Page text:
A call for women on our walls

Amelia Oakley 29 November 2015

In the majority of Cambridge colleges, the story is the same; walking down the halls of this ancient establishment, you cannot help but notice, the omniscient presence of portraits of men repeated like coarse potato prints on archaic wood paneling.

Men, men, men. Big or small; oil or watercolour, exquisitely done or terribly painted, at Cambridge, it’s quite simply impossible to escape these vast testosterone smeared surfaces (unless you’ve ventured to the artistic haven of the New Hall Art Collection). Visiting another college’s hall for formal, for example, should be an occasion of alcohol fuelled merriment, but it is always tinged with a sense of dismay as you search the candlelit walls for the face of just one woman, just one, and once again, dishearteningly, finding nothing.

Whilst, yes, many of the portraits which make up the collections which feature on college walls are of famous alumni, and, yes, we cannot pretend that there has been an equal number of male and female Cambridge graduates throughout history. We must acknowledge that this disparity in numbers comes from an inherent persecution of, and discrimination against women which runs throughout our educational history. By choosing to admit women to the University, Cambridge has made a commitment to striving for gender equality in its educational provision. Yet, this provision goes beyond simply offering all genders the same opportunity to study the courses here — it must also provide a place to study in which all genders feel equally valued, comfortable and represented. By making little to no effort to change the male dominated art collections of most colleges, these colleges are actively contributing to the marginalisation of women they claim to value and respect.

Earlier this year, Jesus College removed three portraits of men from the walls of its hall and replaced them with three portraits of women by female artist Agnès Thurnauer as part of a two month exhibition. Rod Mengham, the collegee's Curator of Works of Art commented the exhibition made “a big statement about female self-definition in an institution which encourages women to realise their true potential but which — like other colleges — surrounds them with images of male pre-eminence” . Indeed, whilst the exhibition was uplifting — at the end of the two months, the portraits came down, the men went back up and the issue has been pushed once again to the background.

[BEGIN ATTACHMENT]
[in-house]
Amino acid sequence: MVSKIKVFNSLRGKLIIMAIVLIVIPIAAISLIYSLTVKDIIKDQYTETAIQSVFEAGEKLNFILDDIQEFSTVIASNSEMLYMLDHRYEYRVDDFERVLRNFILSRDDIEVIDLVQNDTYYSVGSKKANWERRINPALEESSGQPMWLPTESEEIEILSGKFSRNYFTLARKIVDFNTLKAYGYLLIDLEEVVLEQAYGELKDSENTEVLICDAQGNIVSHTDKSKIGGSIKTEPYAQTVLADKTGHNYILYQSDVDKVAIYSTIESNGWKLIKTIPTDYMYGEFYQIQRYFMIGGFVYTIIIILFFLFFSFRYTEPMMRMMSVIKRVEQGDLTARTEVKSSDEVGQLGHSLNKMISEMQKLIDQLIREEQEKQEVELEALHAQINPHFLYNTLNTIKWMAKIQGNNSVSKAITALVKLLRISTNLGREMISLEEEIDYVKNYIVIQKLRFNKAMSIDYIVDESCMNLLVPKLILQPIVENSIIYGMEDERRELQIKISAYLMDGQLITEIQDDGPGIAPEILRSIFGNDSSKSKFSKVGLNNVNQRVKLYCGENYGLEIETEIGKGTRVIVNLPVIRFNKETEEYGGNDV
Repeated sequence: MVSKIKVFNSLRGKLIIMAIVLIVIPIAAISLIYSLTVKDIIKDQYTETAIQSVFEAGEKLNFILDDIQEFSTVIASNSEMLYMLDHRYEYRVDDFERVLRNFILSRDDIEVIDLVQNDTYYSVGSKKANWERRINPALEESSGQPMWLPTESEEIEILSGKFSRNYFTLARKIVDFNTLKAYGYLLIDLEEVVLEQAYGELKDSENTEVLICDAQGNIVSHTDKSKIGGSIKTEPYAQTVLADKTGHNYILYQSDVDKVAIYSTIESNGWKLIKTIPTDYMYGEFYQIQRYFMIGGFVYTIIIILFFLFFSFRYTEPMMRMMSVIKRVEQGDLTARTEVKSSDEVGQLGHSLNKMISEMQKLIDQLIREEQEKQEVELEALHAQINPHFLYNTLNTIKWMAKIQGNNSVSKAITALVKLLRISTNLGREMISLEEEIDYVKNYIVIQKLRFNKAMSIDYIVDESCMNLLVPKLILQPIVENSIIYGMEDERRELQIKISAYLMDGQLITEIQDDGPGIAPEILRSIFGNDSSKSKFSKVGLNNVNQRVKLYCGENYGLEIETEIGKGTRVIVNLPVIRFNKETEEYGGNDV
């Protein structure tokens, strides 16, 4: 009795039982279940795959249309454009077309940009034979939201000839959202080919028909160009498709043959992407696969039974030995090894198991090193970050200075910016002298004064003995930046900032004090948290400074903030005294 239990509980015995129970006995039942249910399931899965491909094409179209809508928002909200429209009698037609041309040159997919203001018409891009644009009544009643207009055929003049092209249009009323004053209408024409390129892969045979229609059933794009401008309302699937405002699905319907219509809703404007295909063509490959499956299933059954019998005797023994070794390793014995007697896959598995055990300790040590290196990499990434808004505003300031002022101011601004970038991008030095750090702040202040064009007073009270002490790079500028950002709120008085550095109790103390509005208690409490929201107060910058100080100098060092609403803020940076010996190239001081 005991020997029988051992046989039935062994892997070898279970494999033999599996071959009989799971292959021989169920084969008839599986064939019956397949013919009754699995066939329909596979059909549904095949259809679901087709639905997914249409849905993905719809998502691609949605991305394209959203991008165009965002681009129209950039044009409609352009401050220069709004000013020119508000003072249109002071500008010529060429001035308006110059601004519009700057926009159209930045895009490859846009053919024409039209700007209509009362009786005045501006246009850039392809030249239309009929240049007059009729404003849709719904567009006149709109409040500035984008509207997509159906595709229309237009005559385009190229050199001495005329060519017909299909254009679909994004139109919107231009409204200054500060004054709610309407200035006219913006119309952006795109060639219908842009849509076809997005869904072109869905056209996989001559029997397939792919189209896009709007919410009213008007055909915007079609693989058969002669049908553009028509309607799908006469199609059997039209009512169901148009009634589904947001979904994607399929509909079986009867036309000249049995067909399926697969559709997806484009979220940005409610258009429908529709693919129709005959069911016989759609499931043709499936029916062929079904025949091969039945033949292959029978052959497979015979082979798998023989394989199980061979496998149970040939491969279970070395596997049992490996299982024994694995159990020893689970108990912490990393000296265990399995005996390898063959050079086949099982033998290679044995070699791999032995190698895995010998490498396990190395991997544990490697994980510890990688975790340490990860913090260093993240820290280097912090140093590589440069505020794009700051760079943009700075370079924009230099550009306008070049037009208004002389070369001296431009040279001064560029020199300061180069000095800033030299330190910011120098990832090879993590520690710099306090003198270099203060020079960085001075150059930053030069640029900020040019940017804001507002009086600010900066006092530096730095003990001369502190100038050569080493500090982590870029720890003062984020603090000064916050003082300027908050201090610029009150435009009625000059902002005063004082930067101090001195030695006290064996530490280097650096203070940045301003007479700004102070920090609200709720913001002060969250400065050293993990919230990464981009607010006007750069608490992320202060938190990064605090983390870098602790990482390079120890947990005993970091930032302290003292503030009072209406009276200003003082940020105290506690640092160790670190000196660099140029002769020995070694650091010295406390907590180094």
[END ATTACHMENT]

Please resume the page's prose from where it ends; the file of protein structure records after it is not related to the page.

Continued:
Recently, Jesus College’s Women’s Officer Abigail Smith has launched a campaign pushing for greater representation, arguing “Arriving at college and not finding representation on the walls is not the most welcoming feeling: it does not do credit to the numerous, brilliant women fellows we have in college, nor does it acknowledge that college is a place where everyone can aim to achieve their full potential. Coming from an all girls' school, where women were celebrated and uplifted, it was very jarring to come to a place that only seemed to want to commemorate men, and at worst felt like an old boy's club. It's a shame that in a college which does so fantastically in other areas of gender equality, we still seem stuck in the past with regards to our art." 

"I don't think it's about reaching a quota, or forming an unnecessary binary between art styles. It is, simply, living and working in a place which celebrates self-identifying women and their achievements, and artwork is a very emphatic way of doing that. In a college that has 500 years worth of male history besides our 30, it is perhaps unsurprising that some women and non-binary students feel isolated from the imposing figures of masters on the wall.”

What Jesus’s exhibition of Thurnauer proved is that these portraits of men are not indelibly etched to the walls — they can be removed, replaced, and their replacements not only enjoyed, but celebrated for the small, but crucial steps they take in the name of gender equality at Cambridge.